Abigail came by the day before our discovery hearing, which was towards the end of me first full week in the nick. She said this was when we would find out what kind of case, if any, the prosecution had, what evidence they had and what witnesses they had, how they planned to prove I assassinated the ambassador. I wanted to get smart and say how could they prove what I didn’t do, but I remembered Abigail’s caveat that actual guilt or innocence sometimes had little bearing on the verdict in this country. Abigail said after discovery she would really be able to get to work.

As usual, she had an update on Constable the cat. These were funny because Constable’s a cat for Pete’s sake, there really isn’t much to update. They eat and sleep and sit on the window sill and groom themselves. Abigail made it very interesting, though. She’d report on Constable’s position when she entered me flat and whether she had eaten a lot and even reported when she cleaned his cat box. She had been coming around for less than a week so she wasn’t favored with petting privileges yet, but Abigail reported she wasn’t hissed at, either.

The hearing was dreary, even considering me life might well have been in the balance. A lot of dry, technical matter I didn’t understand. Some might be spellbound, considering the significance, but I couldn’t be bothered.

From the start witnesses had said the man leaving the vicinity of the area the shots had come from was trim and a bit shorter than average and that certainly described me. They had video coverage. It wasn’t me, but at that distance it was a close enough resemblance. Coverage of me leaving the other way didn’t seem to be available. They said they had witnesses, too. They weren’t there, but we were provided a list. Our work was cut out for us. The event was several years ago for Pete’s sake and it is unlikely anyone got a real good look at the shooter and if they did what reason would they have to remember him? They could easily be talked into believing it was me. Abigail mentioned this, too.

After I had been nicked the constable had been asked why I was there in the first place. I got cheeky and said I was out for a walk, saw the crowd and got curious. Nobody really believed that but I couldn’t very well say I was part of an international kidnapping plot, could I? There would be even more questions and I couldn’t very well implicate the Firm, especially since this wasn’t their fault. Besides, the government would still believe their evidence. I could have very easily been there in me kidnapping role while freelancing a murder. What I did there was more germane than why I was there and I found meself unable to prove I didn’t fire a gun. You can’t prove a negative, of course, but that’s where I was.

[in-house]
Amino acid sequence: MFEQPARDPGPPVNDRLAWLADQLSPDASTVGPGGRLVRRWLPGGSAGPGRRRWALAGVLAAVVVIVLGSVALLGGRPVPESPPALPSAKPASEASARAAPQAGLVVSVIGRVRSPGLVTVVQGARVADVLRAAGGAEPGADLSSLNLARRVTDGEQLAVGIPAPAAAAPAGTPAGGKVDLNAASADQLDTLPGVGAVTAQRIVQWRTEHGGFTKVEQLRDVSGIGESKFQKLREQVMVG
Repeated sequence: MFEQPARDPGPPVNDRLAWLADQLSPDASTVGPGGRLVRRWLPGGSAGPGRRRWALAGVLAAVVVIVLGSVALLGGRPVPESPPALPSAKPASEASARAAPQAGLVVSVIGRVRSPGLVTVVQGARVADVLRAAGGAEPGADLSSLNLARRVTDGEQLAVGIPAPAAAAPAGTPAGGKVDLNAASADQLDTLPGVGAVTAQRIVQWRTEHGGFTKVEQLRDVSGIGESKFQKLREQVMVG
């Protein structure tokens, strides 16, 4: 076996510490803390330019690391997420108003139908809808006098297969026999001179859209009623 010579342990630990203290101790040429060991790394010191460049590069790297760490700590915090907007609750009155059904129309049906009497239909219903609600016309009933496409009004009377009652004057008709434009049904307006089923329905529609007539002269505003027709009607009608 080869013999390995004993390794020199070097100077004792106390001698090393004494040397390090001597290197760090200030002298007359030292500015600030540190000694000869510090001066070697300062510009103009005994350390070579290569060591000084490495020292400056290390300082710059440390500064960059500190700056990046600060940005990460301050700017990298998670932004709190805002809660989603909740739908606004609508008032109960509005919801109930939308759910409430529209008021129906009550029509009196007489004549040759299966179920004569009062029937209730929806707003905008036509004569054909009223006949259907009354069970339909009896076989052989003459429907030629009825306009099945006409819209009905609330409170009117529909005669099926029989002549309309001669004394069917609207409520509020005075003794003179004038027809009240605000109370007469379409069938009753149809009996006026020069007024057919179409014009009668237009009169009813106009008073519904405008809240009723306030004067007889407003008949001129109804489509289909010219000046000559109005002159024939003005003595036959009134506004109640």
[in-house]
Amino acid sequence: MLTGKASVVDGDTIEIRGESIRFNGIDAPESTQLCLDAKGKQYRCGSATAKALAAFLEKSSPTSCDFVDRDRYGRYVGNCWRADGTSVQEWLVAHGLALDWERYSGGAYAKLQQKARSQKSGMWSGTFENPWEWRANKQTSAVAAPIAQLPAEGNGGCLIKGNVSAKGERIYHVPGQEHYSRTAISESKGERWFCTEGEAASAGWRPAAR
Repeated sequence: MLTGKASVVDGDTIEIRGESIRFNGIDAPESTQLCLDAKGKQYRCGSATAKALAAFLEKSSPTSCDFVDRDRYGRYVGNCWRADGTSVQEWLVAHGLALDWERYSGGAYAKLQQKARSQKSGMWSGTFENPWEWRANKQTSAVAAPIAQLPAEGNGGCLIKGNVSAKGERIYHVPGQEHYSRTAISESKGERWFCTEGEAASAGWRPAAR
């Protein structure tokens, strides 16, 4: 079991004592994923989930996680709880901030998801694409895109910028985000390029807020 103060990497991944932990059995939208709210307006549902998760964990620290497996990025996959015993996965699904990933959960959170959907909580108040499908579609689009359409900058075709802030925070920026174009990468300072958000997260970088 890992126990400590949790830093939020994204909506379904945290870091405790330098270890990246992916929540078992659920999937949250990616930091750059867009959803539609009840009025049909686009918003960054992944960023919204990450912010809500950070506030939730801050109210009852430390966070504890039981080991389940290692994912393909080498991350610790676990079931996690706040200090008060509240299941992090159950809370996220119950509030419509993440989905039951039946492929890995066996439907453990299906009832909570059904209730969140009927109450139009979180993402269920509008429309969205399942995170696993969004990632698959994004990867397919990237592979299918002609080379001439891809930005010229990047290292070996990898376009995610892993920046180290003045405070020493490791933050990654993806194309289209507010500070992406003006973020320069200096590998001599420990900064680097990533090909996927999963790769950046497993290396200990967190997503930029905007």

I had a visitor one day. I hardly recognized the elderly woman as the screw escorted her out of the office towards the barred barrier to the dayroom. It couldn’t have been me mother. I like to think I would have recognized her and besides, I’d heard she was long dead but I could never be bothered to know for sure. I was getting ready to issue the cordial greeting instinctive to me people when our eyes met.



The women responsible for my wealth and for Monica and, probably in some big picture context, for me confinement. Had it not been for the education she had provided in five-star, luxury living who the hell knows how me life would have ended up?

An almost interesting query, really. Had I never met Beth I probably would have remained a petty criminal, running my usual hustles and rackets, running tricks through me flats for romps with me whores and probably in the nick more often than not and maybe even dead. Quite. Who knew? Who cared, really?

The screw opened the barred door to let Beth in and we sat at the wooden circular table. Beth said she recognized both me name and me photo when she saw them in the paper. She lived in the city, close by, too, in a penthouse in a building a few blocks from here. Her driver had a go trying to find a place to park, copper facilities not really made for limo arrivals, but he made it work. She was smaller than I remembered her and, working some figures, I reckoned she had to be in her late 70’s. Though she needed a cane now, Beth otherwise seemed healthy and her mind was still sharp, especially if she remembered me and my nonsense.

She thought, perhaps, under my current circumstances I could use a friend. Bless her bigger-than-I-thought heart. She was right. I could use a friend. Abigail had earned me complete trust, of course, but I missed Constable the cat terribly and it was good to see a familiar face. For some reason, she felt the need to apologize for abruptly stopping her visits. She stopped coming to town because, as she put it, she was going through a spell and it was difficult to leave the country. She didn’t say what that spell was, though later she would. Beth would visit me regularly over the next few months because neither of us had anything much to do. We were both in the same boat, both enduring our own confinements, marking off the days until we died.

She added she greatly enjoyed our times together and always wondered what happened to me. I told her. There was no reason not to. One, she was responsible for it and two, her prison probably showed her as much time to waste as my days showed me. I told her I had learned the five-star lessons she had provided well. I told her about Rachel and how we were on the outs when I asked her if she wanted to make some money and she said yes and how eventually I got rich providing classy young women who knew how to behave in and out of the sack to wealthy and eventually royal men. She nodded approvingly and asked specifically how much money I’d made. I told her and she nodded approvingly again, saying that was a fair-sized fortune.

I told her I wasn’t an assassin and she said she knew that and nodded approvingly again. I asked after her.  She waved a hand. She said she had all the complications money and a tedious family and divorce brings. Her ex-husband was dead and she was out of her kids’ lives and she seemed relieved by that. She asked if I’d ever acquired a family and I said no. She said that was good while again nodding approvingly.

We chatted pleasantly for a half-hour or so. She asked if she could visit again and I said of course. She got up with both hands on her cane and I stood up to escort her to the door and she gave me a peck on the cheek.

After Beth left a screw asked me who that was. When I told him an ex he seemed skeptical, though he did ask if we’d be wanting a conjugal visit next time.


I wondered if Monica knew about any of this and if she did, did she care?

Chapter 12: Monica
Chapter 14: Abigail’s Briefing